Barriers on Jacques Cartier Bridge dangerous for cyclists, Vélo Québec says

Newly designed gates strategically placed along the Jacques Cartier Bridge path are meant to slow cyclists down. Instead, some cyclists are getting injured.

New gates designed to slow cyclists crossing bridge are too close together, resulting in injuries

The barriers require the cyclists to slow down and manoeuvre around them. (Sarah Leavitt/CBC)

In April, newly designed barriers went up at strategic points along the multi-use path meant to be shared by pedestrians and cyclists crossing the Jacques Cartier Bridge.

The barriers are intended to slow down cyclists, preventing accidents. Instead, cyclists are getting injured because of the placement of the gates.

"Ever since they were installed, we've had reports from users saying that they were dangerous, that they couldn't navigate around them, that it caused them accidents, falls and collisions," said Magali Bebronne, a spokesperson for Vélo Québec.

"They've been complaining about it because they just can't manoeuvre around them."

The barriers — also known as chicanes — are placed three in a row, in five different locations on the bridge. They require the cyclist to slow down and snake around them.

Question of safety

The corporation in charge of the bridge says the pathway poses unique challenges.

It is 2.5 metres wide, has several sharp turns and blind spots, and it's open to both cyclists and pedestrians, coming in both directions.

The barriers are there so pedestrians on the path don't have to worry about speeding cyclists, said Nathalie Lessard, the communications director for the Jacques Cartier and Champlain Bridges Incorporated.

"Obviously, our different users have to learn to share the path, and they have to slow down," Lessard said.

"It's a safety issue. We've had two fatal accidents in the past five years on the multipurpose path."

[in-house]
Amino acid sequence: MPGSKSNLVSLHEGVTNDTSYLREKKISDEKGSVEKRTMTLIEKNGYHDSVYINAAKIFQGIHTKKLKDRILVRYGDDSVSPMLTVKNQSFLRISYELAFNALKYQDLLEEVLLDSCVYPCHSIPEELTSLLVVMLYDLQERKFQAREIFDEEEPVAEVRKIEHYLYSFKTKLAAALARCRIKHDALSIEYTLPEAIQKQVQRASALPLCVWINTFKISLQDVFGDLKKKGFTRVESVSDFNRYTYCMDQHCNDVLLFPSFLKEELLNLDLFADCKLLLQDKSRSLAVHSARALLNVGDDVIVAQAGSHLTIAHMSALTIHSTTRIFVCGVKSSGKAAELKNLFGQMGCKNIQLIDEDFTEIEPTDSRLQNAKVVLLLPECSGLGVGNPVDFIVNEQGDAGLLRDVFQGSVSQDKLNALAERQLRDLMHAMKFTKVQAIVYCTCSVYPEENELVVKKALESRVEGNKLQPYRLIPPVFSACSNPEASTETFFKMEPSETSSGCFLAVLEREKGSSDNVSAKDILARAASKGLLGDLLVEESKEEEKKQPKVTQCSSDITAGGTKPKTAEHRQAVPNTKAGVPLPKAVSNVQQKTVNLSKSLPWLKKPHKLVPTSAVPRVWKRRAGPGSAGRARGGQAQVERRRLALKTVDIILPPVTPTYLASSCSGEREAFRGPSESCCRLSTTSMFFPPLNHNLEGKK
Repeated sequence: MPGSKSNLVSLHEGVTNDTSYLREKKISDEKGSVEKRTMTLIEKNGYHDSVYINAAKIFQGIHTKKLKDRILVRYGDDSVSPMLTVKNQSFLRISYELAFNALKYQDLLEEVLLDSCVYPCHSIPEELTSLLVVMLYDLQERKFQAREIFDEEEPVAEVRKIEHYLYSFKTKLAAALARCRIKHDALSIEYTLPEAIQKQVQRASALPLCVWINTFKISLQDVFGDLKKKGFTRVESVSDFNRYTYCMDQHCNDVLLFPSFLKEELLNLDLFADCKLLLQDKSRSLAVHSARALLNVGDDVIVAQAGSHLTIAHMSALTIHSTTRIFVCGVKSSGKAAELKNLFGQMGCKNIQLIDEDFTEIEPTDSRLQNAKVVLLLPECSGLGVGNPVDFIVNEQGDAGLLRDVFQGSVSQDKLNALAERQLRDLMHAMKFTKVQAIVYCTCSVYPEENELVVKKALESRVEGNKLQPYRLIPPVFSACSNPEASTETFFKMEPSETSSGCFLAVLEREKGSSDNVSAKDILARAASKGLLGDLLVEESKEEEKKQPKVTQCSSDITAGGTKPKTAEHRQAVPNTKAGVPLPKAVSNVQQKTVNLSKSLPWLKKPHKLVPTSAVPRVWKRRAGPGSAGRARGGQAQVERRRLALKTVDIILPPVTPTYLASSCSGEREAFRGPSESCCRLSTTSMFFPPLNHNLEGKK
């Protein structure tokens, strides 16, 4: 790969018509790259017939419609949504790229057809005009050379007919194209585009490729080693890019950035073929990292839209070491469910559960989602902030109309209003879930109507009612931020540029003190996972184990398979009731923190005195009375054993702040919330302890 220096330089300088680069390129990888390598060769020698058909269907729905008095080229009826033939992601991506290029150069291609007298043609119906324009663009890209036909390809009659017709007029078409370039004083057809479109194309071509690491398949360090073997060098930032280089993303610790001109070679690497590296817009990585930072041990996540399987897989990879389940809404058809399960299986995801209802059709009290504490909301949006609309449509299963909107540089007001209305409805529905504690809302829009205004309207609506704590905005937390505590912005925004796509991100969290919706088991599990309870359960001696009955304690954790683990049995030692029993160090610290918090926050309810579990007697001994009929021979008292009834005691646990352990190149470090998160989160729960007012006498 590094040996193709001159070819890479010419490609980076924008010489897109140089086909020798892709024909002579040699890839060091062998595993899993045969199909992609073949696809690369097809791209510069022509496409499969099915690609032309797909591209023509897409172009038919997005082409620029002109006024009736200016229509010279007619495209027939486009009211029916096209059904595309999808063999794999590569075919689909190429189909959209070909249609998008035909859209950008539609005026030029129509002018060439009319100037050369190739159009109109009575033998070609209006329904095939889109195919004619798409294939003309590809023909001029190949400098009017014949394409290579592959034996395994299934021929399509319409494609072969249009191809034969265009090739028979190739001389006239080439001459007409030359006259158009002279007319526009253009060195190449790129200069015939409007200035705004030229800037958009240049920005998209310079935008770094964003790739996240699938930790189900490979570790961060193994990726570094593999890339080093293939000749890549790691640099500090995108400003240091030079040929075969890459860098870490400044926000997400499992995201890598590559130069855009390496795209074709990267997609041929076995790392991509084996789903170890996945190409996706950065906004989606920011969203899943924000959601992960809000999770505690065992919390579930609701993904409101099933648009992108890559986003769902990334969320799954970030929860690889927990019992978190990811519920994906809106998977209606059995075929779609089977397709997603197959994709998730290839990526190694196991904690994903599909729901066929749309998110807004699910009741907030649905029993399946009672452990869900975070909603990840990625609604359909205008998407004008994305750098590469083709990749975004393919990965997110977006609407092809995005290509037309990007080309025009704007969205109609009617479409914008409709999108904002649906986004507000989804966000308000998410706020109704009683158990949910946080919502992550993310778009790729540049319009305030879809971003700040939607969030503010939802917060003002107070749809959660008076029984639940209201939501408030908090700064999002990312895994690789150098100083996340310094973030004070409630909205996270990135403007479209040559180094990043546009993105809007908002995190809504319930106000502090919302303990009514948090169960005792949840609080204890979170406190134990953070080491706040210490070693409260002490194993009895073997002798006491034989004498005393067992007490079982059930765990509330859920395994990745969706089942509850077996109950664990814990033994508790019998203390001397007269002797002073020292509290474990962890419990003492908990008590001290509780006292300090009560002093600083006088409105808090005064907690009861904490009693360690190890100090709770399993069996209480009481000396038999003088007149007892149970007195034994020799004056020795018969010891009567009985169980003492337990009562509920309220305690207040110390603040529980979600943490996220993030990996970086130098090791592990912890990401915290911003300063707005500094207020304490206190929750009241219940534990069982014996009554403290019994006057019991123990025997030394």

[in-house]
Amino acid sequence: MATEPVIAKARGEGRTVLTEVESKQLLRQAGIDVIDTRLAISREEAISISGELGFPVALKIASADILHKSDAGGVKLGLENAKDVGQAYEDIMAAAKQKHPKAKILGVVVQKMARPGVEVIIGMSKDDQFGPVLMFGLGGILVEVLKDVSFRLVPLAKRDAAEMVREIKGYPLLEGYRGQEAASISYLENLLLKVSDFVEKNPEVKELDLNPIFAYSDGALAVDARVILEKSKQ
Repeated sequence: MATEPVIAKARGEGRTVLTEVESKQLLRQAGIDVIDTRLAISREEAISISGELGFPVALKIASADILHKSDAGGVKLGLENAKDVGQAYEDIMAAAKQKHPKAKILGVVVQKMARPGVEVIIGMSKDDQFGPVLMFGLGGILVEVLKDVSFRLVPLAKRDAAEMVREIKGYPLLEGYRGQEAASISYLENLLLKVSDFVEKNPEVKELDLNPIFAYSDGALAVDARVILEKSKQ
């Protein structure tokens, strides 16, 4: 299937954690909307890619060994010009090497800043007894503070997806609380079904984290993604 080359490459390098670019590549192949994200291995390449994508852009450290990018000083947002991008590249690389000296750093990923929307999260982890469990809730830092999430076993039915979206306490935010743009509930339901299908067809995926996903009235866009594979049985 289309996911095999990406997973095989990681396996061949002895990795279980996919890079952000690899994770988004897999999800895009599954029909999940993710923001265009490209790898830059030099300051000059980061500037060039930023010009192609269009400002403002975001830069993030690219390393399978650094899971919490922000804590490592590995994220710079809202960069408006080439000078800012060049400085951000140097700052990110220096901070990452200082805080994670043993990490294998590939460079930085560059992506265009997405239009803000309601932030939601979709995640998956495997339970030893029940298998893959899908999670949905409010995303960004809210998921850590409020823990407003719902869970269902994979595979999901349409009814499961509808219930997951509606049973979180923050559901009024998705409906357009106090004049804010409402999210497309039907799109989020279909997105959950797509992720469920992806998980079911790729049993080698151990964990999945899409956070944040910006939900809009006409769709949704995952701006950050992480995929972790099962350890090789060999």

Nathalie Lessard from Jacques Cartier and Champlain Bridges Incorporated says the barriers are there for safety reasons. (Sarah Leavitt/CBC)

Lack of consultation

However, Vélo Québec suggests it's a question of poor design: cyclists who slow down to maneuvre around the barriers are catching their handlebars on the barriers.

Bebronne says the barriers are clearly a problem, and yet the corporation isn't making changes.

"When you see that the solution you came up with is actually worse than the problem it's supposed to solve, you might just put it on hold, or find a quick solution," she said.
Magali Bebronne of Vélo Québec says the organization has received a number of complaints and reports of injuries due to the barriers. (Sarah Leavitt/CBC)

Bebronne says the bridge corporation doesn't have the greatest history with cyclist issues.

For years, there have been calls to make the bridge pathway accessible throughout the winter.

The corporation has been testing out methods of removing snow and ice, but the bridge remained closed to cyclists and pedestrians this past winter.

As for the new irritant of the hard-to-maneuvre-around barriers, Lessard says the corporation continues to collect data and analyze the use of the barriers to see if they are the right fit for the bridge.

But for now, they will remain.

Some cyclists get off their bicycles to navigate around the barriers. (Sarah Leavitt/CBC)


Sarah Leavitt


Sarah Leavitt is a multimedia journalist with CBC who loves hearing people's stories. Tell her yours: or on Twitter @SarahLeavittCBC.